BOSTON — Fourteen-year-old Ashley Bernard has been a huge Harry Potter fan since she was 7, but each time a new book comes out, she’s had to wait longer than most of her friends to get a copy.
Bernard is blind, and the first six Potter books were not published in Braille until some time after they hit book retailers. Not this time.
For the seventh and final installment of the schoolboy wizard’s battles against the evil Voldemort, “Harry Potter and the Deathly Hallows,” the National Braille Press is making the book available to the blind at 12:01 a.m. Saturday, the same time that sighted readers can buy print versions of the book.
“I am so happy. I have a lot of friends who really like the books so they are going to be talking about it. If I don’t have the book right when they do, I’m going to be totally lost,” said Bernard, who has been blind since birth.
“When you don’t have a Braille version, people always say, ‘Couldn’t you get someone to read it to you?’ But it’s not the same thing. Would you want someone to read it to you?” she said.
Video: Final 'Potter' book leaked on Web? The National Braille Press is mailing out copies of author J.K. Rowling’s book late this week so they will be delivered on Saturday for those who can’t make it to Boston to pick up a copy in person.
“We have an army of white owls getting ready to drop them on doorsteps across the country on Saturday morning,” said Diane Croft, vice president of publishing and marketing, referring to the method of transporting mail in the Potter books.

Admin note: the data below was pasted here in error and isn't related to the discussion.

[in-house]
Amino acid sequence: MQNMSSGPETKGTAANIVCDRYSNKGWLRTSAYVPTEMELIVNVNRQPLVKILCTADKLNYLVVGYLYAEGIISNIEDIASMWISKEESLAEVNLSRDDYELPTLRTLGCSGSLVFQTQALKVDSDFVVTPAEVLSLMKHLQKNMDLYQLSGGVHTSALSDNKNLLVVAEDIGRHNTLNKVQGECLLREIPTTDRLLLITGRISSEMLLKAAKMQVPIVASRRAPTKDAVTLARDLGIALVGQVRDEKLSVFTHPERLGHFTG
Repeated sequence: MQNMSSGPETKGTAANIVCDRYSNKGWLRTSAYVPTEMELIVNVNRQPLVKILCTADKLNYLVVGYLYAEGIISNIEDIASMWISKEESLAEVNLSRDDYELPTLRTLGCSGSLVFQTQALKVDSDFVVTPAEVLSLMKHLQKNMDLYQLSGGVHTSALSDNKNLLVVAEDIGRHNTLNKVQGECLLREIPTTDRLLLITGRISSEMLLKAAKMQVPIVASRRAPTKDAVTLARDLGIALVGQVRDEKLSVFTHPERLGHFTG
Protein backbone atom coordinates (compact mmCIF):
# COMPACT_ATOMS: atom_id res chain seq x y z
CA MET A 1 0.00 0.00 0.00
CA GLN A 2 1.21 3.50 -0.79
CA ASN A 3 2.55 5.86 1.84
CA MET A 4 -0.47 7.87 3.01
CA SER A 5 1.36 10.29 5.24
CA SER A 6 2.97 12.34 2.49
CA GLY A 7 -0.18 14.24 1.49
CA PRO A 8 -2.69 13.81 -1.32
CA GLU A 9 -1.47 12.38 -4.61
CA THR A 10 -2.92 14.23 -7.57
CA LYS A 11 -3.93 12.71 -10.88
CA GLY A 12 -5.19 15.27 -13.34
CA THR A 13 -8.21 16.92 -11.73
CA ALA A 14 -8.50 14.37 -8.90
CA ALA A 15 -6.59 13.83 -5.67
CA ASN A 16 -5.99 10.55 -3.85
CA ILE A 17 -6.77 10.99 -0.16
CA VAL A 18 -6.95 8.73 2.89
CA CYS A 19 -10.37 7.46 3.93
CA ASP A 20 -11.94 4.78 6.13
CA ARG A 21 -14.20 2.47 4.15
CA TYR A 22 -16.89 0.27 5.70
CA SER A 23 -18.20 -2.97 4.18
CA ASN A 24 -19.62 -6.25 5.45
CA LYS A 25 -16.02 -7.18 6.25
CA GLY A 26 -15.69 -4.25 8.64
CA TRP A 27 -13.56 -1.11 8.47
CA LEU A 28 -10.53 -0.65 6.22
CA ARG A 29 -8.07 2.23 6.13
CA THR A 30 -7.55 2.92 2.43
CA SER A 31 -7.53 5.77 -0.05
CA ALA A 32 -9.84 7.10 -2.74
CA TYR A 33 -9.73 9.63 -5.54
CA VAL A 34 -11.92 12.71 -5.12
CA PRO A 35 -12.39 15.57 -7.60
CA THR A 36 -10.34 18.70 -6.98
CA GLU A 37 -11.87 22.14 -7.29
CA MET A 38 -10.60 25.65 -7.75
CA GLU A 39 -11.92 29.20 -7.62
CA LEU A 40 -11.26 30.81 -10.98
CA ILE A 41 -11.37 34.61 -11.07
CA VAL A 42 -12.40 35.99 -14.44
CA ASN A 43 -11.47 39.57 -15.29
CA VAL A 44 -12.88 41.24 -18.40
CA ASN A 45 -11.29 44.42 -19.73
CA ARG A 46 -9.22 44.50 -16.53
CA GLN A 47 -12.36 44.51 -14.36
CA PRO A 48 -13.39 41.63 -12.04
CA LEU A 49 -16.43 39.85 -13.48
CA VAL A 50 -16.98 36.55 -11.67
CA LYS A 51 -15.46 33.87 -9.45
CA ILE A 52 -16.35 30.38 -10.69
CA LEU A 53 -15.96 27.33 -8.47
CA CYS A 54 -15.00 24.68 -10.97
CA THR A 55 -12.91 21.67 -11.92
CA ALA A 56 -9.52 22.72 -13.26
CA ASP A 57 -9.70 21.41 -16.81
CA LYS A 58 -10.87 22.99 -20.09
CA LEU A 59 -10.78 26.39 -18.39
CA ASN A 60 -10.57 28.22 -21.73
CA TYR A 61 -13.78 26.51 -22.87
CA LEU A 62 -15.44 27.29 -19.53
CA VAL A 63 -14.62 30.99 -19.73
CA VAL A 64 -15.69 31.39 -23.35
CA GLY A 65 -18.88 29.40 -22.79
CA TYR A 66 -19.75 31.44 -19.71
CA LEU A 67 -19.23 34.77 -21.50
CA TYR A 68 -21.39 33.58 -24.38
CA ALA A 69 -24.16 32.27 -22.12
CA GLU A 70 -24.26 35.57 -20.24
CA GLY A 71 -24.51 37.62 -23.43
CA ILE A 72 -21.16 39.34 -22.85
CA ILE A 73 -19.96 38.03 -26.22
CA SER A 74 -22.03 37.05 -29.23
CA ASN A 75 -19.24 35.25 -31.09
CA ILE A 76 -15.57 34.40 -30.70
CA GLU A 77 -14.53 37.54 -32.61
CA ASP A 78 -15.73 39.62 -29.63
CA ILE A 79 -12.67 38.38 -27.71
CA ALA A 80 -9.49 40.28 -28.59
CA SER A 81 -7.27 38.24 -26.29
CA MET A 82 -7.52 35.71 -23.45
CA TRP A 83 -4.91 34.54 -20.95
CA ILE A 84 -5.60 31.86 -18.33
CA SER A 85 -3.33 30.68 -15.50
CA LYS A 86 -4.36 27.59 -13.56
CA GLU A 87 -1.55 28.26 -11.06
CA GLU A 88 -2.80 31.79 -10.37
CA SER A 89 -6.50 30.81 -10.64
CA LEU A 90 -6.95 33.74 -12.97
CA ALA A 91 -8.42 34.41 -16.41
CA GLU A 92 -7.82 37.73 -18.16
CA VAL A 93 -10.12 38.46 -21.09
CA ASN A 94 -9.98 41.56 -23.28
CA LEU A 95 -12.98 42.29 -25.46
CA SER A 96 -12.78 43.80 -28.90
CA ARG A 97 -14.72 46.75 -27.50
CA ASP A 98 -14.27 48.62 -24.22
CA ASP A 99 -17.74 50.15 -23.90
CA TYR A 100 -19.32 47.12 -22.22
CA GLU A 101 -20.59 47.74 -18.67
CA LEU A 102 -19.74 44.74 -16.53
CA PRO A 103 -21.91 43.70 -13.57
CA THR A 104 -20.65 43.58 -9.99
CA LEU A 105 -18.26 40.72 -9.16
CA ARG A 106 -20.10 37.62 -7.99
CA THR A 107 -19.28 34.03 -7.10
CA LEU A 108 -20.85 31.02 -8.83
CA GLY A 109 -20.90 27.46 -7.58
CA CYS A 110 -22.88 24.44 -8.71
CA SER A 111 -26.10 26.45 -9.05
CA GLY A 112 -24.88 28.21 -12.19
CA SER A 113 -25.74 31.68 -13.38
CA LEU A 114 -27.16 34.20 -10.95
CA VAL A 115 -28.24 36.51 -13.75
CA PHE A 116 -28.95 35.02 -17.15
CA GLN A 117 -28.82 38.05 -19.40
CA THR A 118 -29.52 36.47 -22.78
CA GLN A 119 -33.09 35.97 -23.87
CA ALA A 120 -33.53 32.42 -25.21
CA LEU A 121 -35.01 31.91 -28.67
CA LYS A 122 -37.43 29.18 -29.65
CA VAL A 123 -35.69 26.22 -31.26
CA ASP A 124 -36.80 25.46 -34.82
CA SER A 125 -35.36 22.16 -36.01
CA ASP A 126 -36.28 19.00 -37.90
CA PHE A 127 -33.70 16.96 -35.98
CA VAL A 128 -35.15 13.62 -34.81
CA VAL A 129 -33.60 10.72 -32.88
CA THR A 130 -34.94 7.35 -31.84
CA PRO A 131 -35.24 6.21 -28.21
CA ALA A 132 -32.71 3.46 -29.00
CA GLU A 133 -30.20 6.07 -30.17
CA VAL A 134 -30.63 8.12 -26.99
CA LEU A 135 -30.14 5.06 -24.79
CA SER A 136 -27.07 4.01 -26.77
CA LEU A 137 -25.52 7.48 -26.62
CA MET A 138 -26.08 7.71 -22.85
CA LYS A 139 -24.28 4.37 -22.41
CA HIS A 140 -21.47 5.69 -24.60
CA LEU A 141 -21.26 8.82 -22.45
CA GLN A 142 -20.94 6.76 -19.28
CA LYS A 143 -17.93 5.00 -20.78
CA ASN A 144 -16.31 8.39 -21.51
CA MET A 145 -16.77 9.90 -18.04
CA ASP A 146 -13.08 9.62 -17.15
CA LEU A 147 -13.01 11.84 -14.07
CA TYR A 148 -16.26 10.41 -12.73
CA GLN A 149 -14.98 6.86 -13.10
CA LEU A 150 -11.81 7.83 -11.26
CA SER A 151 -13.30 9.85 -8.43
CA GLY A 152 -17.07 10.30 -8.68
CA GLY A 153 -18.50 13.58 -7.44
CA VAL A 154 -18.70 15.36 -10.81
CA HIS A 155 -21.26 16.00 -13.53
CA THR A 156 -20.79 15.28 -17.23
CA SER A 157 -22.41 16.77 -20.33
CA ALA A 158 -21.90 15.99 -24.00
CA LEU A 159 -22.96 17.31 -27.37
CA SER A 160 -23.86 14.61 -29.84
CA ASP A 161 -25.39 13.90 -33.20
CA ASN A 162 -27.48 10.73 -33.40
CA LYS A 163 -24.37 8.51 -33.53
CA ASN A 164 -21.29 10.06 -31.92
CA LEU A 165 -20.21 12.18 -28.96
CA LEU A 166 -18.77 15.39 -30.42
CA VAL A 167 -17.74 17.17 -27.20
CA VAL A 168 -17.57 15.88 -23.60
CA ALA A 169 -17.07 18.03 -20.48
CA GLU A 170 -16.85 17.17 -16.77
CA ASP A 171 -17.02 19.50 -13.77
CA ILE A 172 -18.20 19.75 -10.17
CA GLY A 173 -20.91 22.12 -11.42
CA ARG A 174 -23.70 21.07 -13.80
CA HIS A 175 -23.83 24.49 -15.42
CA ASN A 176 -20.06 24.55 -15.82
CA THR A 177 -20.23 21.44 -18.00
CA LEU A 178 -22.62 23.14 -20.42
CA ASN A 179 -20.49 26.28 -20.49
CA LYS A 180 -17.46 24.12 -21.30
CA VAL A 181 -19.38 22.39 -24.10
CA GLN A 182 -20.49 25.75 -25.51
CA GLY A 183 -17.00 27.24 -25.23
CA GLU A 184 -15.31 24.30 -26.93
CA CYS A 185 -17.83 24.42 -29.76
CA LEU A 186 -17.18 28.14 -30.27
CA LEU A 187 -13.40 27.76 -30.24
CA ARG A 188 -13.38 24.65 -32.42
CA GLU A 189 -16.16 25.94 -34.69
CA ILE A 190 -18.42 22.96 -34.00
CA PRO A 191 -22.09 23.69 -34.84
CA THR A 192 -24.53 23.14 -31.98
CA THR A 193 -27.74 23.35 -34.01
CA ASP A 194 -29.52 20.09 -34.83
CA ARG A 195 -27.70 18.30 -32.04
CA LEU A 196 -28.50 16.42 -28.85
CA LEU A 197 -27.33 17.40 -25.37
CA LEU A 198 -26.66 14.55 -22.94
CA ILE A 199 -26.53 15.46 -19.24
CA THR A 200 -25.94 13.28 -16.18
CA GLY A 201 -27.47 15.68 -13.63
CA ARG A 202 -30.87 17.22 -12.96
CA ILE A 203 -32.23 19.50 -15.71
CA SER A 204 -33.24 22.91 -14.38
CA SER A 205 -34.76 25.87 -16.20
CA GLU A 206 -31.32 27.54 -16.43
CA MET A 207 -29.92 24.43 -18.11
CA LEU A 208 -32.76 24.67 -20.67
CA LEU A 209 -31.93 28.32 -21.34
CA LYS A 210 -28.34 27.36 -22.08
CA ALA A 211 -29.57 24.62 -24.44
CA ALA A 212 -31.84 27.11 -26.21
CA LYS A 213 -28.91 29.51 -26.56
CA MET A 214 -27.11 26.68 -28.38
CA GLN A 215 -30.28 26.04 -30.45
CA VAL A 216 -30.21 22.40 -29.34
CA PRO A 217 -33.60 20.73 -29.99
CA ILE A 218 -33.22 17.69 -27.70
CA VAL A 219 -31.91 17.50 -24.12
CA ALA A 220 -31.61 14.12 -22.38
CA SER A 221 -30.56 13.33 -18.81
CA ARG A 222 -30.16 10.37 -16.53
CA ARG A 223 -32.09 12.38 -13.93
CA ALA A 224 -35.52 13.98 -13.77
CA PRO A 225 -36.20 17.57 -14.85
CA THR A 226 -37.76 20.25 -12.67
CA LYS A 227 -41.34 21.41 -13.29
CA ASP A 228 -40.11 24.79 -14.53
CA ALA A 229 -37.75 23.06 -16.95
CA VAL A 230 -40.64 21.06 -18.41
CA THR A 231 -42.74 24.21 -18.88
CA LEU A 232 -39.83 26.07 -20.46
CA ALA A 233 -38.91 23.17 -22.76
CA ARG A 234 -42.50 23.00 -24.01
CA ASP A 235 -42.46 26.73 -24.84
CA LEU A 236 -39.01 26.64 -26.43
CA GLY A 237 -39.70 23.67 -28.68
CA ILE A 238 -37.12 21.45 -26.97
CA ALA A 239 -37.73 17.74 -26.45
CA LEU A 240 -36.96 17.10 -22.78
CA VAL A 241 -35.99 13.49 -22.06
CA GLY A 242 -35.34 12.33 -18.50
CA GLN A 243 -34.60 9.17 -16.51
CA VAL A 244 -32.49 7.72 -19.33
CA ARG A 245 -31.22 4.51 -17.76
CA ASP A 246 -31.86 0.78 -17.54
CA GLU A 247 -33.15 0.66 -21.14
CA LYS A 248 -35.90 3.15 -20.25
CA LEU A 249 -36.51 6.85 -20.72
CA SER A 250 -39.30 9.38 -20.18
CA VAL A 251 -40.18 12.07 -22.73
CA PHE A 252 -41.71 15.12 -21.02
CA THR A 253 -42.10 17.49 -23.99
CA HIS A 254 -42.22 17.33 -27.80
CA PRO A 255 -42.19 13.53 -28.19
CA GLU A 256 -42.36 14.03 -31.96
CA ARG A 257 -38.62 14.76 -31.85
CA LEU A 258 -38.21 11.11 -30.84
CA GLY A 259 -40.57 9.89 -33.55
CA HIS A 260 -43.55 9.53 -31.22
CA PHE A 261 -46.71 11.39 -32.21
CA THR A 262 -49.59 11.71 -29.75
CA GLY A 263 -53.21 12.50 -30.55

For the book to be released Saturday, publisher Scholastic Inc. made an advance copy available to the National Braille Press, and employees have been working feverishly for two weeks to get the Braille version ready for distribution, a labor intensive process because so much has to be done by hand.
The Braille version will be 1,100 pages in 10 volumes, weigh 12 pounds, and stand a foot tall when stacked up.
The National Braille Press usually does a press run of 200 to 300 copies of a new book, but will produce 1,400 copies for “Harry Potter and the Deathly Hallows.”
“This is largest press run we’ve ever done for a book,” Croft said.
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In 2000, when the Harry Potter fervor was intensifying, the press produced copies of No. 4 in the series, “Harry Potter and the Goblet of Fire,” in just a few weeks, an unheard of accomplishment in the world of Braille publishing at the time.
In 2005, the press released a Braille version of “Harry Potter and the Half-Blood Prince” just three days after the print version was released.
And as thousands line up at traditional book stores before the 12:01 a.m. release of the book, the Boston headquarters of the Braille press will hold its own “midnight magic” Harry Potter costume party, where more than a dozen children are expected to pick up their copies.
Bernard, who said she has read every Potter book a couple of times “at least,” plans to be there to be one of the first to get the book.
“I like the character development. I like the plot, I like the action, I like how she describes everything so vividly so you can feel like you’re there almost,” Bernard said.
Bernard said getting the book at the same time as her friends is particularly important for the final installment of the series, with anticipation about the ending reaching a fevered pitch.
“I don’t want to be disappointed that someone is going to tell me what happens,” she said.
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